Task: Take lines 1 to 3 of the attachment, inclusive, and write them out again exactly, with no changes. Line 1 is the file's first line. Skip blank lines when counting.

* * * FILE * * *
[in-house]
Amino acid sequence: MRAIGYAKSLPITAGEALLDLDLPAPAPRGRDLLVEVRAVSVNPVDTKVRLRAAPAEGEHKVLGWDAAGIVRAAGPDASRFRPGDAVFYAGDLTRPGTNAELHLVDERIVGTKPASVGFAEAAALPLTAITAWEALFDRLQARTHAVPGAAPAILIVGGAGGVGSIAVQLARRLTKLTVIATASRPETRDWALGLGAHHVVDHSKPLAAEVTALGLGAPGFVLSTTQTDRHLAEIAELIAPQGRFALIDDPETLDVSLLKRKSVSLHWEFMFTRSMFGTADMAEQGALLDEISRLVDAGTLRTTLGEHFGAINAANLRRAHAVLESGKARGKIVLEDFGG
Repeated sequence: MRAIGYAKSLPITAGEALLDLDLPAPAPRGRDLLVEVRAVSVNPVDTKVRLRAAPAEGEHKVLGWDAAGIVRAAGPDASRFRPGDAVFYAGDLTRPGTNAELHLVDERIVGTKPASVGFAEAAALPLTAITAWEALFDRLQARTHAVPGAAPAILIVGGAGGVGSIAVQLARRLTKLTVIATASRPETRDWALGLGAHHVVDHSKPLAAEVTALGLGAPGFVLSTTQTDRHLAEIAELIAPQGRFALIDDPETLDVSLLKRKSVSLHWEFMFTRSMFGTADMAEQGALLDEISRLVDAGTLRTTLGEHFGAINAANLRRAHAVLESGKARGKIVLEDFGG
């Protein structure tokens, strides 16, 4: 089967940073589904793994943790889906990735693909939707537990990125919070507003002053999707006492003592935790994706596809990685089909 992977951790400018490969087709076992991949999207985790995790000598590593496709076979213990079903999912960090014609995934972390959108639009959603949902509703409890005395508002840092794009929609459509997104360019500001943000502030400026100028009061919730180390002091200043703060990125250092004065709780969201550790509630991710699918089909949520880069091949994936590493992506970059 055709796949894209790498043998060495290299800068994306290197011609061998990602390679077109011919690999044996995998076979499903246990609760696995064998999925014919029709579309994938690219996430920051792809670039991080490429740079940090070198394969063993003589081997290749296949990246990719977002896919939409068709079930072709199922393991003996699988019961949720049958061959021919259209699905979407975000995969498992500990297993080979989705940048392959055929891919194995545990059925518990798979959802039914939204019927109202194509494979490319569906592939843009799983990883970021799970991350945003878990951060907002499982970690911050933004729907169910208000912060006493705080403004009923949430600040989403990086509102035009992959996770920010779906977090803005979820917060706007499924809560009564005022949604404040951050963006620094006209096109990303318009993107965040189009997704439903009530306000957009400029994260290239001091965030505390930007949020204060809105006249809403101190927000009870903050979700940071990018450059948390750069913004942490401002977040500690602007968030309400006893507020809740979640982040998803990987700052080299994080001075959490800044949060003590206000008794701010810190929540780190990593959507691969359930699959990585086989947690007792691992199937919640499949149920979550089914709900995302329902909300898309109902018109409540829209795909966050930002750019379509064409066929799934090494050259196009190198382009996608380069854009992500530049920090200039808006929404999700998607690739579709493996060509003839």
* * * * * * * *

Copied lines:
[in-house]
Amino acid sequence: MRAIGYAKSLPITAGEALLDLDLPAPAPRGRDLLVEVRAVSVNPVDTKVRLRAAPAEGEHKVLGWDAAGIVRAAGPDASRFRPGDAVFYAGDLTRPGTNAELHLVDERIVGTKPASVGFAEAAALPLTAITAWEALFDRLQARTHAVPGAAPAILIVGGAGGVGSIAVQLARRLTKLTVIATASRPETRDWALGLGAHHVVDHSKPLAAEVTALGLGAPGFVLSTTQTDRHLAEIAELIAPQGRFALIDDPETLDVSLLKRKSVSLHWEFMFTRSMFGTADMAEQGALLDEISRLVDAGTLRTTLGEHFGAINAANLRRAHAVLESGKARGKIVLEDFGG
Repeated sequence: MRAIGYAKSLPITAGEALLDLDLPAPAPRGRDLLVEVRAVSVNPVDTKVRLRAAPAEGEHKVLGWDAAGIVRAAGPDASRFRPGDAVFYAGDLTRPGTNAELHLVDERIVGTKPASVGFAEAAALPLTAITAWEALFDRLQARTHAVPGAAPAILIVGGAGGVGSIAVQLARRLTKLTVIATASRPETRDWALGLGAHHVVDHSKPLAAEVTALGLGAPGFVLSTTQTDRHLAEIAELIAPQGRFALIDDPETLDVSLLKRKSVSLHWEFMFTRSMFGTADMAEQGALLDEISRLVDAGTLRTTLGEHFGAINAANLRRAHAVLESGKARGKIVLEDFGG